The Sedition Act is an outdated and repressive law that may be used by the Najib’s government to target anyone who speaks out against those in power, says Amnesty International.
The Malaysian authorities’ sedition investigation into opposition leader Anwar Ibrahim is blatantly politically motivated and the latest move in a widespread crackdown on dissent using the colonial-era Sedition Act, Amnesty International has said.
Police in Malaysia announced that they are re-opening a sedition investigation relating to a speech given by Anwar Ibrahim, criticising the government, made during a political rally in March 2011. He was due to be questioned by police on Friday, 26 September 2014 and was, according to one of his lawyers, likely to be charged under the Sedition Act.
“This case is clearly political and smacks of persecution – the investigation should be dropped immediately. Anwar Ibrahim has been a favourite target of the authorities for more than a decade, and this appears to be the latest attempt to silence and harass a critical voice,” said Rupert Abbott, Amnesty International’s Deputy Asia-Pacific Director.
Over the past months, Malaysian authorities have intensified their use of the Sedition Act, a colonial-era law that criminalises criticism of the government, to target peaceful dissidents.
Two student activists have been sentenced under the Sedition Act in recent weeks. On 19 September, Adam Adli was sentenced to one year in prison, while Safwan Anang was sentenced to 10 months’ imprisonment on 5 September. In February, prominent human rights lawyer Karpal Singh was also found guilty of sedition. He passed away in a road traffic accident pending an appeal against his conviction.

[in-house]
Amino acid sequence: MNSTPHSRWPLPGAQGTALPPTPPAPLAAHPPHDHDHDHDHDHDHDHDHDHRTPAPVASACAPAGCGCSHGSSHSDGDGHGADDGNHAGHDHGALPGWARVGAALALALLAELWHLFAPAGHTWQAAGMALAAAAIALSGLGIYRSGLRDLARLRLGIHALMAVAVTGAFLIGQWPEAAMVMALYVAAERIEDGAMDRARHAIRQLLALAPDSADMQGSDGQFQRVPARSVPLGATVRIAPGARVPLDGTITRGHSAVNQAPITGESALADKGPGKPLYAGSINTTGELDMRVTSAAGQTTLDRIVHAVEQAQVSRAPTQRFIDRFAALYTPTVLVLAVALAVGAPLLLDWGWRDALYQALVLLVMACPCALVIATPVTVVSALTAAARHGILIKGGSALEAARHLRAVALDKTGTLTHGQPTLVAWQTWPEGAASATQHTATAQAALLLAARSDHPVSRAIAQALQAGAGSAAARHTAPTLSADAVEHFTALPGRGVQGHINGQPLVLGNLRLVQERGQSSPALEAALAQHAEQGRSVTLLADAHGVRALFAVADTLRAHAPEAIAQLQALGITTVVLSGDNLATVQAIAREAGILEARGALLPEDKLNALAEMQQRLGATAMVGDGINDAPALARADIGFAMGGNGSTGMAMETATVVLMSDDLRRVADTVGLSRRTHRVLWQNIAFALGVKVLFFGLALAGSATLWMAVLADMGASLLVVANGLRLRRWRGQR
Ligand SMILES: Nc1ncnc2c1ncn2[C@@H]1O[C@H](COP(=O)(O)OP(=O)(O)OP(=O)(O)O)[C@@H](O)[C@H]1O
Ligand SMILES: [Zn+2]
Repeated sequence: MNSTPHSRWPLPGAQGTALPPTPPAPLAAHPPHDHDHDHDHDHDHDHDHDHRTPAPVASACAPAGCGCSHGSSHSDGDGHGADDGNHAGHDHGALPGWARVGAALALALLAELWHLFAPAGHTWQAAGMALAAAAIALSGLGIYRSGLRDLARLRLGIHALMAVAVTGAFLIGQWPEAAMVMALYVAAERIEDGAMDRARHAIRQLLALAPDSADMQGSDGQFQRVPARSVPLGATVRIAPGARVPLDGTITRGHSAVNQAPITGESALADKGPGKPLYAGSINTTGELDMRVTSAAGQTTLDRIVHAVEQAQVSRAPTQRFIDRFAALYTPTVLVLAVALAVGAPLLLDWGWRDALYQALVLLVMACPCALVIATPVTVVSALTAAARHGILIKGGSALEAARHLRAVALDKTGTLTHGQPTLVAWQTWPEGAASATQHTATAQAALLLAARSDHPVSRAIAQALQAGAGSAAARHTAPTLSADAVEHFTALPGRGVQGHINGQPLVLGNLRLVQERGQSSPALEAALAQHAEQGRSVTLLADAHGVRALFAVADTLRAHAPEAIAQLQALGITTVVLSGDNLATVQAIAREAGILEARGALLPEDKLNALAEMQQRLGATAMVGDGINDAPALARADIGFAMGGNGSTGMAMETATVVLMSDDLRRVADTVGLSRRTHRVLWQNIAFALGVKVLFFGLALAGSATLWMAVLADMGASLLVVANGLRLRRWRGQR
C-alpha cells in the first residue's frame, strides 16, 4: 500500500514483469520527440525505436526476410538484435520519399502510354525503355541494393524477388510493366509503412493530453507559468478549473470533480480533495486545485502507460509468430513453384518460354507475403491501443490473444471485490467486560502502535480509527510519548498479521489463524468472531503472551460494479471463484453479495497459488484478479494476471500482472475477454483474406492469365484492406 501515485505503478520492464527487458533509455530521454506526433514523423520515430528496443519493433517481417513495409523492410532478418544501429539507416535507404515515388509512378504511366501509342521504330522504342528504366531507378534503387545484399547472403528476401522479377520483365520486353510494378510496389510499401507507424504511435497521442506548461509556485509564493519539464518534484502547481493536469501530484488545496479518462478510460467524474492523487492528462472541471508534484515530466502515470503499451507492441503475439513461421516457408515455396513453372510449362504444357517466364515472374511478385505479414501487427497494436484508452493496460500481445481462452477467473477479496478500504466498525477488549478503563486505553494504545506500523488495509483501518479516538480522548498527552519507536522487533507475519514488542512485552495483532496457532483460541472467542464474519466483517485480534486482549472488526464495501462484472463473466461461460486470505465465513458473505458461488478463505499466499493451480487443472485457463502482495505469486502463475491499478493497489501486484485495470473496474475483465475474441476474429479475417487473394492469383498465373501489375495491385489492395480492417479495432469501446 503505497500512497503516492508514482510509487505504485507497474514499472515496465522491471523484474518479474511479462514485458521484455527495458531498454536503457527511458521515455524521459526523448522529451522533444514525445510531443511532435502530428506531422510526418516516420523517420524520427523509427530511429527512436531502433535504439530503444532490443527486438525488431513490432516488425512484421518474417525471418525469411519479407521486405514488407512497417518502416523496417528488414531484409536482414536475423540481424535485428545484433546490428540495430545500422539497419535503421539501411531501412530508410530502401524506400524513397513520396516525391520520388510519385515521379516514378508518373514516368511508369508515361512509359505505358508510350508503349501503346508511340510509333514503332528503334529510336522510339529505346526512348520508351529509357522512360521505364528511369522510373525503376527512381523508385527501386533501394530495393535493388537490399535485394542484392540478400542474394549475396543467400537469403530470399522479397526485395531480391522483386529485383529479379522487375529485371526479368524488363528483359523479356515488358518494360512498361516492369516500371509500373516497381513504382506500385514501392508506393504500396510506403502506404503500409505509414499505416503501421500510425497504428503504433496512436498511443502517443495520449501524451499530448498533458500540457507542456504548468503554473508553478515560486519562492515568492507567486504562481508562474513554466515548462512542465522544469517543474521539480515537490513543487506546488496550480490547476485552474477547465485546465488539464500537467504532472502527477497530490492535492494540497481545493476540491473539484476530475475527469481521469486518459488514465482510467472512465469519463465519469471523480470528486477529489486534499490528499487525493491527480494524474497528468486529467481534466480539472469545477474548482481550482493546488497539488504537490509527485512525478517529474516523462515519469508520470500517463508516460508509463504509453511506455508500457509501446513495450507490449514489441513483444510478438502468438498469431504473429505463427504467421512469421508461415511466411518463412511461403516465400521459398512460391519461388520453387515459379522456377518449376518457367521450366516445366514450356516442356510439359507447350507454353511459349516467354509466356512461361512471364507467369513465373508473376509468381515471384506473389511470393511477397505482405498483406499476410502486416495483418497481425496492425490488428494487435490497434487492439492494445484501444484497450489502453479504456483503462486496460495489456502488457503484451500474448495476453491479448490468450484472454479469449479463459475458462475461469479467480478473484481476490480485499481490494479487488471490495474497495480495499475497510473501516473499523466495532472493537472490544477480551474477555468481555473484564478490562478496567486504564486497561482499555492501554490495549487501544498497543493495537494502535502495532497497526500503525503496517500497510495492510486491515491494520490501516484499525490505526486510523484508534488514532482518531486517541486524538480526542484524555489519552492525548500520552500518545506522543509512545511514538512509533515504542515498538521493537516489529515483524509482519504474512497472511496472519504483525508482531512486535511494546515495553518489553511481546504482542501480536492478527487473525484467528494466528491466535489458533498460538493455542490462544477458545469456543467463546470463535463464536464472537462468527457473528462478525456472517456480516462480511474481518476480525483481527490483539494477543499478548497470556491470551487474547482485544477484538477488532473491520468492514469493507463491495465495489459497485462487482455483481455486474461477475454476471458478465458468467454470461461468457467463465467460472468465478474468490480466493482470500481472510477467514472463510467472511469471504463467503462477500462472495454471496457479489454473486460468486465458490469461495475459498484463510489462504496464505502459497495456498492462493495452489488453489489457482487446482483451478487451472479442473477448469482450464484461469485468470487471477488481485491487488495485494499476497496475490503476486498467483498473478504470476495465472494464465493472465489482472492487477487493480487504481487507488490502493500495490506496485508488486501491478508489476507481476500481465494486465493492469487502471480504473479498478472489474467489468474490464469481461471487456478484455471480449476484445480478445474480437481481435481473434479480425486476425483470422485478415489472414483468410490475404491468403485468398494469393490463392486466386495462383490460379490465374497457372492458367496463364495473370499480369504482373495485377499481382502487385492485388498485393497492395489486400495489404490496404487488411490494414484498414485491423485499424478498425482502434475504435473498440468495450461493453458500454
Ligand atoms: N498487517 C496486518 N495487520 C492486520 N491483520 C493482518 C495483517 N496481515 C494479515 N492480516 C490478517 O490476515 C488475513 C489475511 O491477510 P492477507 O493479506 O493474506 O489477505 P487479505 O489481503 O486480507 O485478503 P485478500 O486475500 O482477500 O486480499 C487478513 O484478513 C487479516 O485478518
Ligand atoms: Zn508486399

At least 15 individuals – including activists, opposition politicians, journalists, students and academics – are currently facing charges under the Sedition Act and could face fines or imprisonment. Anwar Ibrahim’s lawyer, Padang Serai MP N Surendran, is among those facing charges.
“The Sedition Act is an outdated and repressive piece of legislation that the authorities are using to target anyone who speaks out against those in power. It must be repealed immediately,” said Rupert Abbott.
“There has been a disturbing increase in the use of the Sedition Act over the past few months against individuals who have done nothing but peacefully express their opinions. This crackdown is creating a climate of fear in Malaysia and must end.”
In 2012, Prime Minister Najib Tun Razak publically committed to repealing the draconian law stating that it represented “a bygone era”, but two years later his promise remains unfulfilled.
Amnesty International has long expressed concerns about the 1948 Sedition Act. The law criminalises a wide array of acts, including those “with a tendency to excite disaffection against any Ruler or government” or to “question any matter” protected by Malaysia’s Constitution. Those found guilty can face three years in jail, be fined up to RM5,000 (approximately US$1,570) or both. It does not comply with international human rights law, and violates the right to freedom of expression, which is enshrined in Article 19 of the Universal Declaration of Human Rights (UDHR), and also guaranteed in Article 10 of the Constitution.
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